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The price of oil, now in the neighborhood of $30 per barrel, is getting close to its production cost in Nigeria and soon may lead to the shutdown of some of the country’s oil fields, according to some energy executives and financial institutions.
The Central Bank of Nigeria’s latest figures show that the price of Nigeria’s crude, Bonny Light, has dropped to $29.47 per barrel. And several financial services companies, including Bank of America, Merrill Lynch, City Group, Goldman Sachs and Morgan Stanley say it could drop further to $20 per barrel.One oil executive, Alhaji Abdullahi Bukar, told the Nigerian newspaper Punch that the current price isn’t much more than it costs to extract the oil.
“The unit technical cost of many of our producers is not far from $30 per barrel,” said Bukar, the project director for the Uquo gas field development, a joint venture project by Frontier Oil Limited and Seven Energy. “So many companies are in trouble.”
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According to Bukar, extracting a barrel of oil in Nigeria costs between $24 and $25 on average but sometimes will cost more. “For some fields, the production cost is well above $25, maybe $28,” he said. “For some fields it is well below $20 and $25. Many of the older fields … have got high production costs.”
The low oil price also threatens to delay several deep-water projects planned off Nigeria’s coast, long a mainstay of Nigerian production. Adeola Elliott, the CEO of Petrosystem Nigeria Ltd, said, “What [international oil companies] have done now is to just keep maintaining the facility they have now and producing what they [are] producing now. There is no more new investment.”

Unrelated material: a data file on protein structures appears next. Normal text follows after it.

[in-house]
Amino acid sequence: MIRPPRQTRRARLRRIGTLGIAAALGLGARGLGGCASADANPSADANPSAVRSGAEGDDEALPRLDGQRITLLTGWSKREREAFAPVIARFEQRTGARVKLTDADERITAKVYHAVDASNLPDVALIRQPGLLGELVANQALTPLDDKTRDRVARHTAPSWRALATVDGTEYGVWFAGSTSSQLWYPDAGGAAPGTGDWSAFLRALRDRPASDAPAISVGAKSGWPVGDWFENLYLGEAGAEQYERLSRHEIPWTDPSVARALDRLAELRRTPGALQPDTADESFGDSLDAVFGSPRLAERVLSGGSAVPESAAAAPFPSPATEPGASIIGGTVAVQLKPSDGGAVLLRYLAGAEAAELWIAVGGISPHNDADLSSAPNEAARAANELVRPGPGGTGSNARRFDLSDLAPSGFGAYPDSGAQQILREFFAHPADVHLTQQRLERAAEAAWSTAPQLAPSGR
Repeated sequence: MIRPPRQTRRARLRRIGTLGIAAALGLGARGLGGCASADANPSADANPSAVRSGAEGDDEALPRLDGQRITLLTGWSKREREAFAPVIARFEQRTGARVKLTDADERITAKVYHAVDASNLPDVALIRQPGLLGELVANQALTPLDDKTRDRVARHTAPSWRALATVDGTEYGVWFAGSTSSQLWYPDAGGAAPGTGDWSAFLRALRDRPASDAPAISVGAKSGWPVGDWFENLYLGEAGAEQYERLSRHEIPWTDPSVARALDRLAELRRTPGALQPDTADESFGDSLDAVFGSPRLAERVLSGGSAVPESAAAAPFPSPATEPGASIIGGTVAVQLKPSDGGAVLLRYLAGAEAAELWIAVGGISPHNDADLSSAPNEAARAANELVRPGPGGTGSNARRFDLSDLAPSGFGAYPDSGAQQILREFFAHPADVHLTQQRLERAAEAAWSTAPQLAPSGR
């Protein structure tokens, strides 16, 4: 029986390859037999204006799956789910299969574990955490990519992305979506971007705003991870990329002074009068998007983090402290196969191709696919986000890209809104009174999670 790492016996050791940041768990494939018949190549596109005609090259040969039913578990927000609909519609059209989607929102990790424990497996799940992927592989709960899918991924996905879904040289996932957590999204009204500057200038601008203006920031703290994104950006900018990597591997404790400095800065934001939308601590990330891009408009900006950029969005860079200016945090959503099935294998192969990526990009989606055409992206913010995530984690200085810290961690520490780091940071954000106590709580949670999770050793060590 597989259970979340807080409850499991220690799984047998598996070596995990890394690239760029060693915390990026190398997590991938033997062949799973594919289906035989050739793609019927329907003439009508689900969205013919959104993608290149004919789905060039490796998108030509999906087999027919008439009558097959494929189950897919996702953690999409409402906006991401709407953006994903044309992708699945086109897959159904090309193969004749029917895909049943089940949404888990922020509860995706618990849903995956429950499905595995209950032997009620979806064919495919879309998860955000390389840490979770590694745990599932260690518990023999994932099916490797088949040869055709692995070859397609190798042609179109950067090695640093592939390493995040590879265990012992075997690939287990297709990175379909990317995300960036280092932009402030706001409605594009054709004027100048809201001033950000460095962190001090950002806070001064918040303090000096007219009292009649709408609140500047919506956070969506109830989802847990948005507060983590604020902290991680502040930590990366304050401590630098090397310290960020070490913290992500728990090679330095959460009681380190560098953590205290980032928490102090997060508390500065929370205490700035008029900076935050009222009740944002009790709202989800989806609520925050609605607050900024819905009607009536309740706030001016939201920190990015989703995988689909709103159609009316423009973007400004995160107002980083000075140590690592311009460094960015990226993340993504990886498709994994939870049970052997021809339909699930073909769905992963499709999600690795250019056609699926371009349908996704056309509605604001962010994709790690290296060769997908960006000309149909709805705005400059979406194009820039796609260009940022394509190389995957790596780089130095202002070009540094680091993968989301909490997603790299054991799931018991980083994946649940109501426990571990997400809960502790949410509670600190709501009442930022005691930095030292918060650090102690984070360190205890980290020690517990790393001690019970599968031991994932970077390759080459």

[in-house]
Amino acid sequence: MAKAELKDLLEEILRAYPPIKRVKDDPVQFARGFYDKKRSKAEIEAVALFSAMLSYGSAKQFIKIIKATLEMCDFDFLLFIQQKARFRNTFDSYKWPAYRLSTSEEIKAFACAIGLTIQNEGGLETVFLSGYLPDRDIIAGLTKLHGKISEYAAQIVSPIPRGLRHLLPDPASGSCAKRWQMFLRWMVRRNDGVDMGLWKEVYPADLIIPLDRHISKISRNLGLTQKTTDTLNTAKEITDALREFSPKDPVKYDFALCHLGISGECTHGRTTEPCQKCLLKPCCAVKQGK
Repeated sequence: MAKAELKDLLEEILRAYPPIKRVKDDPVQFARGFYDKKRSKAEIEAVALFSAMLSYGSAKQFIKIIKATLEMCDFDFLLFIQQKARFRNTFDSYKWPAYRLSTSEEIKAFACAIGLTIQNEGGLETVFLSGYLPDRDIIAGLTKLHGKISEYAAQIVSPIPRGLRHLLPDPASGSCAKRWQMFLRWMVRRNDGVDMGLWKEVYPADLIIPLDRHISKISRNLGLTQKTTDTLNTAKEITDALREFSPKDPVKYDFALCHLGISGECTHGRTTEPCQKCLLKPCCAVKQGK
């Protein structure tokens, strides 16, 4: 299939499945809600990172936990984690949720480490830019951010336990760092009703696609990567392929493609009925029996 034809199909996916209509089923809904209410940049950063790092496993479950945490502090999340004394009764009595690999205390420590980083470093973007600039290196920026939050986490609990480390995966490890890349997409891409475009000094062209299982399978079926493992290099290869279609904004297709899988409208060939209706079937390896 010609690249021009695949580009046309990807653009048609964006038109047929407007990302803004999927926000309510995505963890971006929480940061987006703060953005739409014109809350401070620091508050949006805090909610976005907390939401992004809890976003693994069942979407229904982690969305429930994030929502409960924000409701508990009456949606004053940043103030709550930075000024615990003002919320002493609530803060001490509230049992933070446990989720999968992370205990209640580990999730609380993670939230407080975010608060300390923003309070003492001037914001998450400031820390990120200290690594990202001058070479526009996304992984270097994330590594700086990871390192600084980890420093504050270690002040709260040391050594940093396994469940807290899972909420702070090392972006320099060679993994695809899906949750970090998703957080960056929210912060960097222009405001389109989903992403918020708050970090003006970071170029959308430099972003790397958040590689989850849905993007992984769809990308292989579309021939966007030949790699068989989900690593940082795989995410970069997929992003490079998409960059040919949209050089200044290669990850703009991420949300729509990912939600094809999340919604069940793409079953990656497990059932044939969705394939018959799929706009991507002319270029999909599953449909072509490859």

Nigeria is the leading producer of oil in Africa, and relies on its oil for most of its revenues from exports and its national budget. In the past several years its average production has ranged between 1.9 million barrels of oil per day and 2.3 million barrels per day.
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In 2015 it produced an average of nearly 2.28 million barrels per day, but President Muhammadu Buhari says he expects it to fall to no higher than 2.2 million barrels per day in 2016.
Despite such concerns, Tam David-West, who served as Nigeria’s oil minister in 1984 and 1985, said there’s little if any reason to worry about the country’s oil industry.
“It is nonsense to panic over the current oil price,” David-West said in a telephone interview with The Sun, another Nigerian newspaper. Instead, he said, the government should focus on strict budget discipline and crackdown on corruption in the oil industry.
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David-West said that in 1984, when he was oil minister, the price of Bonny Light fetched no more than $30 per barrel on the world market, and even plunged to $10 per barrel in April of that year. Nevertheless, the country’s leadership – coincidentally Buhari’s military government at the time – remained calm and kept the country from the brink of economic disaster.
“All of the fears are not necessary,” David-West said. “People should not put the nation into unneces¬sary anxiety.”
David-West said he’d already reminded Buhari of this oil-price crisis of three decades ago, and added that “the president agreed with me.”
By Andy Tully of Oilprice.com
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Andy Tully is a veteran news reporter who is now the news editor for Oilprice.com